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This portion of the project presents three hypotheses:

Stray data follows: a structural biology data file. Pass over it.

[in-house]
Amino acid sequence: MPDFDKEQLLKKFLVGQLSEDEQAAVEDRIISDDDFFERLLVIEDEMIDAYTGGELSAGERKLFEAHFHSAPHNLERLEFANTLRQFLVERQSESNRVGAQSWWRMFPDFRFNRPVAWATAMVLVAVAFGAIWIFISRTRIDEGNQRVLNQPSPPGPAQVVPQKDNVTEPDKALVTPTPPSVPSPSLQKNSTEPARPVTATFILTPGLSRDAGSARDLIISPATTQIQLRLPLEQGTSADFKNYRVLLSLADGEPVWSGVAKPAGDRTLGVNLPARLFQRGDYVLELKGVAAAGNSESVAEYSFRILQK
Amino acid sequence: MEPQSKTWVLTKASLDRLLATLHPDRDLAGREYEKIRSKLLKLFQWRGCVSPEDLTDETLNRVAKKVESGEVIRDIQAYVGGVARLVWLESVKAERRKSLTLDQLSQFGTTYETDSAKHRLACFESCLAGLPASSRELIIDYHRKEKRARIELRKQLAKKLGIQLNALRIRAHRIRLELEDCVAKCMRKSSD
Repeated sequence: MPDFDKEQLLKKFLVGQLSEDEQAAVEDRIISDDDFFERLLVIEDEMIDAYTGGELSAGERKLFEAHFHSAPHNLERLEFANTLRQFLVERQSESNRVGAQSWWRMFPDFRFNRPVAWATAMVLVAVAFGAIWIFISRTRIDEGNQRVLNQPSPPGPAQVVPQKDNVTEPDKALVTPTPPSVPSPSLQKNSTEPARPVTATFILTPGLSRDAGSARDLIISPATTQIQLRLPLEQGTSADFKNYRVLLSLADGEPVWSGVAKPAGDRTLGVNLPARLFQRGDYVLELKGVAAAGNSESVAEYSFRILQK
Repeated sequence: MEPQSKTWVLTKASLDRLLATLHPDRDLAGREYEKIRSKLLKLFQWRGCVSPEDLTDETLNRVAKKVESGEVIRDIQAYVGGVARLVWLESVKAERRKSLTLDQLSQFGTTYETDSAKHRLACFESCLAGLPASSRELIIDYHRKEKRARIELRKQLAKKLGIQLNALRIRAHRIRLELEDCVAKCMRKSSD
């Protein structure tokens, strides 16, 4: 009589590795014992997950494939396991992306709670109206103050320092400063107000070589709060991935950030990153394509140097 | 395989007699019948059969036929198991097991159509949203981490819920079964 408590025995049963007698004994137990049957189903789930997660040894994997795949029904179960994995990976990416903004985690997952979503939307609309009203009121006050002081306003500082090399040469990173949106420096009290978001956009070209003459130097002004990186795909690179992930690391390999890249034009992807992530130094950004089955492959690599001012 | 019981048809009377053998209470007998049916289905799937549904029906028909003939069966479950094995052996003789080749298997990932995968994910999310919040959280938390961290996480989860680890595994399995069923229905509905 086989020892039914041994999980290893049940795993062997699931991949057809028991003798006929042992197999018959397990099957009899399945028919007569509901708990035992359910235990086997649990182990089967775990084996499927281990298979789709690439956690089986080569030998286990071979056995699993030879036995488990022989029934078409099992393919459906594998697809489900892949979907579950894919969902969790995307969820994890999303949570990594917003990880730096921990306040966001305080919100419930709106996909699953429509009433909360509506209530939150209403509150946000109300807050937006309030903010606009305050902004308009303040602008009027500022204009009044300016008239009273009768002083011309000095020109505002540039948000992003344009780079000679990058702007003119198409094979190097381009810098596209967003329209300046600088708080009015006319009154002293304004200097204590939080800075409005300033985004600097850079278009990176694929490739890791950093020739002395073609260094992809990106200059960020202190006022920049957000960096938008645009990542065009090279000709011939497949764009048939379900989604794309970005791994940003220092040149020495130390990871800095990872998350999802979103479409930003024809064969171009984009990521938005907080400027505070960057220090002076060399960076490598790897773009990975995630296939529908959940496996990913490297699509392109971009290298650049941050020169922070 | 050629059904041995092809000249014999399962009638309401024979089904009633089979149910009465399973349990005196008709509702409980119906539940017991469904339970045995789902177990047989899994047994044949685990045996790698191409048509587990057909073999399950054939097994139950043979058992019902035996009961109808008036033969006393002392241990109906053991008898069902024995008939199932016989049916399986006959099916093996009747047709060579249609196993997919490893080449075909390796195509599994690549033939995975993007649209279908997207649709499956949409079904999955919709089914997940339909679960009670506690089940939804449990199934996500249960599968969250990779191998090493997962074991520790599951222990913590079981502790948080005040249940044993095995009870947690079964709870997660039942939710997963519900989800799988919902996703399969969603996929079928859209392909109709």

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  1. Post-harvest seasonal quality of selected molluscanbroodstock Pacific oysters (Crassostreagigas) raised in Alaska and Washington Stuart R Thomas*1, Ray RaLonde2, Chris Langdon3 & Alexandra Oliveira1 1University of Alaska Fairbanks, School of Fisheries and Ocean Sciences. Fishery Industrial Technology Center Kodiak 2Ray RaLonde - University of Alaska Anchorage 3Dr. Chris Langdon - Professor, Oregon State University, 1Dr. Alexandra Oliveira - Associate Professor, University of Alaska Fairbanks *Presenting Author – University of Alaska Graduate Student INTRODUCTION HYPOTHESES MATERIALS AND METHODS In October 2009 and June 2010, a total of 288 oysters from each site from the top seven yielding MBP families and one non-select control group were collected from KB and TB (Table 1). Biometric data were collected and condition indexes calculated for each family. Compositional analyses were performed to determine moisture, protein, glycogen, lipids, ash content (% w/w), and Fatty Acid composition. Reproductive condition was determined by estimating area of visceral mass occupied by gonad. Data were compared and statistically analyzed for differences using ANOVA, taking into consideration the interactions between genetics, latitude, and location. The Alaskan oyster farming industry has shown significant growth in recent years, with a 6-fold increase from 1990-2005, valued at over $566,000 in 2005. However farm gate value of Alaskan oyster has shown an overall decline in marketable oyster production in recent years to a sales value of $441,781 based on figures from 2009 (Latest data: Alaska Department of Fish & Game 2011). The primary objective of this project was to evaluate the biochemical properties, physical and reproductive condition of selected Pacific oysters (Crassostreagigas) from the USDA-funded MolluscanBroodstock Program (MBP) planted in either Alaska (Kachemak Bay [KB]: Latitude: 59.64oN) or Washington State (Thorndyke Bay [TB]: Latitude: 47.80oN). MBP selects oyster broodstock that results in higher yields, faster growth, and better survival of progeny. To date substantial increases in yields and reduced variability in growth of oysters within families has been achieved, characteristics that could benefit Alaska’s oyster Growers. . A seasonal comparison was also used to determined the effect of overwintering in the two very different environments, upon the intrinsic quality parameters mentioned above, of the MBP oysters. The data will be used to describe the quality of live oysters for the half-shell market. KachemakBay, AK benefits from pristine, unpolluted waters, with high and sustained summer productivity. Here oysters are farmed using lantern nets (figure 1), suspended at controlled heights in the water column. In contrast at Thorndyke Bay, in the similarly productive Puget sound (WA), oysters are grown on trays in the intertidal zone (figure 2). Although the two sites share many oceanographic similarities, there a significant climatic differences between them, in particular with regards to temperature and its effect on feeding, metabolism, growth and reproductive biology of the Pacific oyster. Selected families of oysters were planted at both sites in 2006 Families observed to have unique and desirable quality attributes identified as important to consumers (Harrington, 2005) will enable the MBP to improve identification criteria to help determine Pacific oyster broodstock best suited for optimal production and grow-out by the Alaskan oyster industry. The top performing MBP families identified at Kachemak Bay have some distinguishing characteristics which may warrant their inclusion when establishing pedigreed lines to serve as the foundation of a long-term breeding program in Alaska. This portion of the project presents three hypotheses: There will be significant differences in post harvest product quality between top 7 yielding families Families that have gone through selection for increased yield will differ in post-harvest product quality when compared to non-selected control families? There will be differences in post-harvest product quality as a result of interactions between family and environment? There will be differences in post-harvest product quality between October 2009 and June 2010 Table 1. Breakdown of oyster numbers per family and per analysis per sampling Table 2. List of recorded data, analyses and post harvest parameters of interest among MBP oysters in this study Figure 1. Sub-tidal lantern net culture AK Figure 2. Intertidal Tray culture WA Figure 3. Mean percent family survival (August 2006 – October 2009) versus mean family yield (g family-1) of families sampled from KB (AK) and TB (WA) Table 3. Distribution of MBP oysters by site and sampling time within categories for dry meat condition (CIHN) as defined by Westley (1959), for Alaskan oysters Figure 5. Per cent area composition (gonad, gut and unidentified somatic tissues) of cross sectional area of whole visceral mass of oyster sections by sampling location and season Figure 6. Mean per cent moisture and solid composition of MBP oysters at KB and TB in October 2009 and June 2010 (Whiskers: Standard deviation) Figure 4. Distribution of MBP oysters by site within size categories as defined in Painter and RaLonde (1993), for Alaskan oysters, at the end of the growoutperiod RESULTS Replicates of MBP families of oysters grown sub-tidally at KB ended the growout period with significantly lower values than those grown inter-tidally at TB (ANOVA: p < 0.05) in terms of mean yields (KB: 691.52 ± 235.70 g rep-1 vs. TB: 5318.13 ± 1434.42 g rep-1; Fig 3), survival (KB: 39.23 ± 0.98 % vs. TB: 49.48 ± 0.23 %;), and sizes (KB: majority Smalls vs. TB: majority Large; Fig 4). The oyster dry meat condition index [CIHN] developed by Hand & Nell (1999) indicated that the majority oysters at both KB and TB were in “Excellent condition” (Table 3). Dry meat condition index correlated with per cent solid composition (Fig 6) and protein composition (Fig 7). At KB per cent solid decreased significantly between October 2009 (16.59 ± 0.54 %; Fig 7) and June 2010 (13.88 ± 1.26 %; Fig 7); at TB the opposite was true in terms of solids between October (15.42 ± 0.55 %; Fig 7) and June (19.23 ± 0.85 %; Fig 7). At KB per cent protein decreased significantly between October 2009 (50.07 ± 1.65 % w/s; Fig 7) and June 2010 (42.59 ± 1.90 % w/s; Fig 7), and at TB the opposite was true in terms of protein between October (51.52 ± 2.74 % w/s; Fig 7) and June (58.82 ± 1.44 % w/s; Fig 7). Observed changes in protein levels correlated exactly with significant seasonal changes in CIHN (KB Oct 2009 > June 2010: 153.49 ± 13.30 vs. 129.16 ± 7.68 respectively; KB Oct 2009 < KB June 2010: 149.15 ± 9.96 vs. 181.46 ± 8.34 respectively; Fig 7). Glycogen levels were significantly higher (ANOVA: p < 0.05) at KB than at TB in both Oct 2009 (27.01 ± 1.37 % w/s vs. 24.50 ± 1.97 % w/s; Fig 7) and June 2010 (34.64 ± 2.55 % w/s vs. 22.67 ± 1.35 % w/s; Fig 7). MBP oysters grown at KB have reached significantly lower (ANOVA: p < 0.05) levels of apparent reproductive development when compared to those grown at TB, based on per cent gonad area occupying the entire cross-sectional area of whole visceral mass in both Oct 2009 (40.20 ± 13.78 % vs 43.53 ± 18.89 %; Fig 5) and June 2010 (34.63 ± 10.33% vs. 46.74 ± 8.95 %; Fig 5). In June 2010 Oyster grown at KB show significantly lower (ANOVA: p < 0.05) levels of SFA and MUFA than those at TB, and significantly greater levels of beneficial PUFAs, particularly omega-3(See Fig 8 for values). Figure 8. Mean composition of key fatty acid groups (per cent of total lipid) of MBP oysters at KB and TB in June 2010 (Whiskers: Standard deviation) Figure 7. Mean chemical composition (per cent of wet solid weight) of MBP oysters at KB and TB in October 2009 and June 2010 (Whiskers: Standard deviation) DISCUSSION MBP families designed for success in conditions found at lower latitudes of WA, do not necessarily perform as well in Alaskan waters in terms of growth and survival. As such we identify the need for the Alaskan oyster industry to develop a unique and tailored oyster broodstockand hatchery program. Oysters exhibit reduced feeding, metabolic and growth rates at depressed temperatures. Decreased solids ,protein levels, and associated reductions in CIHN suggest starvation is occuring amongst oysters overwintering sub-itidallyin the colder KB, AK when compared to the generally warmer inter-tidal site at TB, WA in the central Puget Sound. Another interesting relationship was observed with regards differences in temperature regimes between the two sites and storage of glycogen over the winter. It appeared that MBP oysters that were thought to be starving over the cold Alaskan winter had adapted a mechanism to store greater levels of glycogen than their counterparts from Washington. This conservation of resources is linked to the oysters inability to reproduce in the colder (<20OC) waters of Alaska (Mann 1979 Steele and Mulcahy, 1999). The adaptation appears to show that oysters in Alaska are metabolizing protein (in the form of muscle) in place of glycogen as an energetic resource over the winter. However gametogenesis begins as waters warm at ~12.5OC, a process which uncompromisingly requires glycogen as a metabolic resource, and we do observe associated partial gametogenesis at both KB and WA. AK oysters benefit from unique nutritional circumstances and cold-water adaptation and as a result are higher in beneficial ω-3 lipids, particularly the marine sourced and reputedly healthy fatty acid DHA (22:6 ω-3) The benefit to consumers of AK oysters is a sweeter tasting oyster, high in healthy omega-3 FAs, in generally excellent condition which farmers are able to provide year round. REFERENCES Hand RE. Nell JA. 1999. Studies on triploid oysters in Australia. XII. Gonad discoloration and meat condition of diploid and triploid Sydney rock oysters (Saccostreacommercialis) in five estuaries in New South Wales, Australia. Aquaculture 171:181-194. Harrington E. 2005. Assessment of the oyster market distribution chain and its implications for cooperative formation in the Alaska mariculture industry. [M.Sc. Thesis]. Fairbanks, AK: Univ. Alaska Fairbanks: 85 p. Available from Univ. of Alaska Fairbanks Library. Imai T. Sakai S. 1961. Study on breeding of Japanese oyster, Crassostreagigas. Tohoku Journal of Agricultural Research. 12:125-171. Mann R. 1979. Some biochemical and physiological aspects of growth and gametogenesis in Crassostreagigas and Ostreaedilus grown at sustained elevated temperatures. Journal of the Marine Biological Association of the U.K. 59:95-110. Steele S. Mulcahy MF. 1999. Gametogenesis of the oyster Crassostreagigas in southern Ireland. Journal of the Marine Biological Association. 79: 673-686. RaLonde R. Painter R. 1993. Alaska oyster: Maintaining quality from harvest to halfshell. A quality assurance manual for Alaska oyster growers. Alaskan Shellfish Growers Association. Pp.5 Acknowledgements: Alaska SeaGrant (NOAA); Evan Durland & Ford Evans (MolluscanBroodstock Program and Oregon State University); Kathryn Brenner, NaimMontazeri, Melanie Chombeau, Trina Lapis, Vanessa Ribeiro, HuseyinBiceroglu, Kristina Miller, Ralph Elston – The University of Alaska Fairbanks, FITC, Kodiak;